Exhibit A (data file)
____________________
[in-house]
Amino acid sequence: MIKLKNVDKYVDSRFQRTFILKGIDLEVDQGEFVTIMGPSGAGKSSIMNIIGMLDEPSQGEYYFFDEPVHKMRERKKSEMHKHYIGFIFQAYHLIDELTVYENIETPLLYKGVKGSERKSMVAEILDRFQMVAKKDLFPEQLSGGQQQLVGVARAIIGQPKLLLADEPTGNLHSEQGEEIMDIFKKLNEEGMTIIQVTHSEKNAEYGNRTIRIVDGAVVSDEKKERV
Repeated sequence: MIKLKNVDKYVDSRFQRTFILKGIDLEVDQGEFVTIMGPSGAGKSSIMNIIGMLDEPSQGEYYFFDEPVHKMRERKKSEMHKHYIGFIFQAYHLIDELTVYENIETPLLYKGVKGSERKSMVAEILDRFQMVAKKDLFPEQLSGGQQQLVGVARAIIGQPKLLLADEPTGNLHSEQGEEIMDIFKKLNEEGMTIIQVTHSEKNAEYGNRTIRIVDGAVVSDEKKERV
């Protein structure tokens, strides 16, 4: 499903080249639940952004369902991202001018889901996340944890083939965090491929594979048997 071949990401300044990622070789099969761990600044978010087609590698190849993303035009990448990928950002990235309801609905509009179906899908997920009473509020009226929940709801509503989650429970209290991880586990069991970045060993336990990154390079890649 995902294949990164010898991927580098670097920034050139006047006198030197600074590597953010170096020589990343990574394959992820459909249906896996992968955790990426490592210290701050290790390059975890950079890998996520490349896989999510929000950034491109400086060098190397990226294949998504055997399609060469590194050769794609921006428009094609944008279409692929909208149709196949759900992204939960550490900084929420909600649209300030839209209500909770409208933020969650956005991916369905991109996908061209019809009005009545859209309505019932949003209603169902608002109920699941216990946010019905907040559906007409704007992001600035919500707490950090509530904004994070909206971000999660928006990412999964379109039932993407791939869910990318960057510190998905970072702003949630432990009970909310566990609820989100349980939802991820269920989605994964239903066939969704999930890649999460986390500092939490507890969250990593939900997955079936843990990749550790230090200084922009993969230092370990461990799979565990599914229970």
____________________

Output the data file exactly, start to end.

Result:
[in-house]
Amino acid sequence: MIKLKNVDKYVDSRFQRTFILKGIDLEVDQGEFVTIMGPSGAGKSSIMNIIGMLDEPSQGEYYFFDEPVHKMRERKKSEMHKHYIGFIFQAYHLIDELTVYENIETPLLYKGVKGSERKSMVAEILDRFQMVAKKDLFPEQLSGGQQQLVGVARAIIGQPKLLLADEPTGNLHSEQGEEIMDIFKKLNEEGMTIIQVTHSEKNAEYGNRTIRIVDGAVVSDEKKERV
Repeated sequence: MIKLKNVDKYVDSRFQRTFILKGIDLEVDQGEFVTIMGPSGAGKSSIMNIIGMLDEPSQGEYYFFDEPVHKMRERKKSEMHKHYIGFIFQAYHLIDELTVYENIETPLLYKGVKGSERKSMVAEILDRFQMVAKKDLFPEQLSGGQQQLVGVARAIIGQPKLLLADEPTGNLHSEQGEEIMDIFKKLNEEGMTIIQVTHSEKNAEYGNRTIRIVDGAVVSDEKKERV
């Protein structure tokens, strides 16, 4: 499903080249639940952004369902991202001018889901996340944890083939965090491929594979048997 071949990401300044990622070789099969761990600044978010087609590698190849993303035009990448990928950002990235309801609905509009179906899908997920009473509020009226929940709801509503989650429970209290991880586990069991970045060993336990990154390079890649 995902294949990164010898991927580098670097920034050139006047006198030197600074590597953010170096020589990343990574394959992820459909249906896996992968955790990426490592210290701050290790390059975890950079890998996520490349896989999510929000950034491109400086060098190397990226294949998504055997399609060469590194050769794609921006428009094609944008279409692929909208149709196949759900992204939960550490900084929420909600649209300030839209209500909770409208933020969650956005991916369905991109996908061209019809009005009545859209309505019932949003209603169902608002109920699941216990946010019905907040559906007409704007992001600035919500707490950090509530904004994070909206971000999660928006990412999964379109039932993407791939869910990318960057510190998905970072702003949630432990009970909310566990609820989100349980939802991820269920989605994964239903066939969704999930890649999460986390500092939490507890969250990593939900997955079936843990990749550790230090200084922009993969230092370990461990799979565990599914229970």